From JDSupra, Benjamin Ebbink discusses the changes in to AB5 including changes to the general exceptions (bona fide business to business and referral agency exceptions) that are not specific to an industry or particular profession. Benjamin writes:
Mind Your Business-To-Business!
One of the more potentially expansive exemptions contained in AB 5 was the so-called “business-to-business” exemption that was designed to protect normal, legitimate contracting between two business entities from being subject to the ABC test. However, AB 5 required that 12 separate criteria had to be met in order to satisfy the exemption, and some of the criteria were quite difficult to meet, even for legitimate business contracting relationships.
AB 2257 makes a few changes to these specified criteria that, for some, may make it easier to satisfy.
First, the business-to-business exempt in AB 5 required that the business service provider be providing services to the contracting business rather than to customers of the contracting business. This proved difficult to satisfy for some contracting relationships where direct customer service was at issue. AB 2257 specifies that this requirement does not apply “if the service provider’s employees are solely performing the services under the contract under the name of the business service provider and the business service provider regularly contracts with other businesses.”
Second, AB 5 required that a business service provider “actually contracts” with other businesses and “maintains” a clientele without restriction from the hiring entity. AB 2257 loosens this requirement by instead requiring that the business service provider “can” contract with other businesses and maintain a clientele (but presumably does not have to be shown to “actually” do so).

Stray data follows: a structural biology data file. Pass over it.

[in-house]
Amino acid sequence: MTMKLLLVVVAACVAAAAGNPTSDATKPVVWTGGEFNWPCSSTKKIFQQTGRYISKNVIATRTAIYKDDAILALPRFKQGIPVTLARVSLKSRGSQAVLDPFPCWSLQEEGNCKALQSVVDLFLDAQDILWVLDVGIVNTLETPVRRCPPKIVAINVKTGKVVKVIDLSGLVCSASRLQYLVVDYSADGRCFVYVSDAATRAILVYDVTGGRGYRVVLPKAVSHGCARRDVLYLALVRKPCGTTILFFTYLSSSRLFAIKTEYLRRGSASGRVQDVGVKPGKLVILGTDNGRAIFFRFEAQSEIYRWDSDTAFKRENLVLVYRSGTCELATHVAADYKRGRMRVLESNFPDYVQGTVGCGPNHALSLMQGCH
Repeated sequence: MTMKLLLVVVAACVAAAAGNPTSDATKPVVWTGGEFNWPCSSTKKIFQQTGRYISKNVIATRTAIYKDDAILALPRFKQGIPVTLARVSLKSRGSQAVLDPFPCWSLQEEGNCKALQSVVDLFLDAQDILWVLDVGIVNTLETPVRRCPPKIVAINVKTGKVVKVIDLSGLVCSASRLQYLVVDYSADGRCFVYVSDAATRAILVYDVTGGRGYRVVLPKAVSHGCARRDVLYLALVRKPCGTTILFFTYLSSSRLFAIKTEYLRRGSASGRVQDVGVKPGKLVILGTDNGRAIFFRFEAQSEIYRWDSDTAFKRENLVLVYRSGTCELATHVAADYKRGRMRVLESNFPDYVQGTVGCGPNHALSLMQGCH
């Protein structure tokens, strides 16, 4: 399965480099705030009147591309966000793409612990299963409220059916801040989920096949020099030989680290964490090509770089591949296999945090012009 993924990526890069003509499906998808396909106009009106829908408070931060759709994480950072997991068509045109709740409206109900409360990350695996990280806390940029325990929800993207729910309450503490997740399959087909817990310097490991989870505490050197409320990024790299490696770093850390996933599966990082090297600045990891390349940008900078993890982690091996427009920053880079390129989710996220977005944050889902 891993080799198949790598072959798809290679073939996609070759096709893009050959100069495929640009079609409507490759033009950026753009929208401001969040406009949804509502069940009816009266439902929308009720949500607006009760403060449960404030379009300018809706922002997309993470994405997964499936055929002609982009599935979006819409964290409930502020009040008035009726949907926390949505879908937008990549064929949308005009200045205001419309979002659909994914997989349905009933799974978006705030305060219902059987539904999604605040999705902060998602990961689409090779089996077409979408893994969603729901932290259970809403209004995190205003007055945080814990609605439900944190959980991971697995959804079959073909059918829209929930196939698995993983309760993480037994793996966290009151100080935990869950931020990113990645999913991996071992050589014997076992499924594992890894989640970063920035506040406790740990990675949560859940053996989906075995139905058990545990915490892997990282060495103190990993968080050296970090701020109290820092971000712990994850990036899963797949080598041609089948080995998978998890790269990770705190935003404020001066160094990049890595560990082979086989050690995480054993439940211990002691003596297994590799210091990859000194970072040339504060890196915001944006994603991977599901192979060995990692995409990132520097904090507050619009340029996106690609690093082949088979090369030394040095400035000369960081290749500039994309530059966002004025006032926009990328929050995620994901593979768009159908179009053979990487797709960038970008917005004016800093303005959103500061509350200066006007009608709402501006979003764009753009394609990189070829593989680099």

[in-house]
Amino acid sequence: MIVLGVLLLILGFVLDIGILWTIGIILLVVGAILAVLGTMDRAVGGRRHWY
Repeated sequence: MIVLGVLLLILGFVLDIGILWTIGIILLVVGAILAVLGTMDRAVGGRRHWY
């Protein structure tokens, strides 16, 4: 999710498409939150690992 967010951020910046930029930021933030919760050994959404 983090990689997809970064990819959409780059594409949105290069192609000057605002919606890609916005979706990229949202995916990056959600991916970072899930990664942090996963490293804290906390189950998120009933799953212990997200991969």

Third, AB 2257 specifies that the contract with the business service provider (in addition to being in writing) must specify the amount of payment, including any applicable rate of pay and due date for payment.
Fourth, AB 2257 clarifies that a business service provider’s “business location” may include their residence.
Fifth, the existing business-to-business exemption requires that a business service provider provide its own tools, vehicles and equipment. AB 2257 specifies that this applies only when “consistent with the nature of the work” and does not include any proprietary materials that may be necessary to perform the work under the contract.
AB 2257 also specifies that the business-to-business exemption applies where a contractor is hired by a public agency or quasi-public corporation. In addition, AB 2257 clarifies that while this exemption test governs the relationship between two bona fide businesses, the determination of whether an individual worker is an employee or independent contractor of one of the two businesses is still governed by the ABC test.
Broadening “Referral Agency/Service Provider” Exemption?
AB 5 also enacted an exemption to relationships between “referral agencies” and “service providers” that meet certain specified criteria. AB 2257 makes some modest changes to these criteria in a manner that may make them easier to satisfy.
But more importantly, AB 2257 broadens the scope of individuals potentially included under this exemption. AB 5 limited the definition of “referral agency” to specified services. AB 2257 expands this list of services to also include consulting, youth sports coaching, caddying, wedding or event planning, services provided by wedding and event vendors, and interpreting services. But most significantly, AB 2257 changes this list of covered services from an “exclusive” list to a “non-exclusive” list (“including, but not limited to…”). This raises the possibility that other types of services not listed could be included in the referral agency/service provider exemption if they meet the specified requirements.
However, as the legislature giveth, the legislature taketh away. AB 2257 also specifies that the referral agency/service provider exemption does not apply to the following industries: janitorial, delivery, courier, transportation, trucking, agricultural labor, retail, logging, in-home care, construction services other than minor home repair, or high-hazard industries.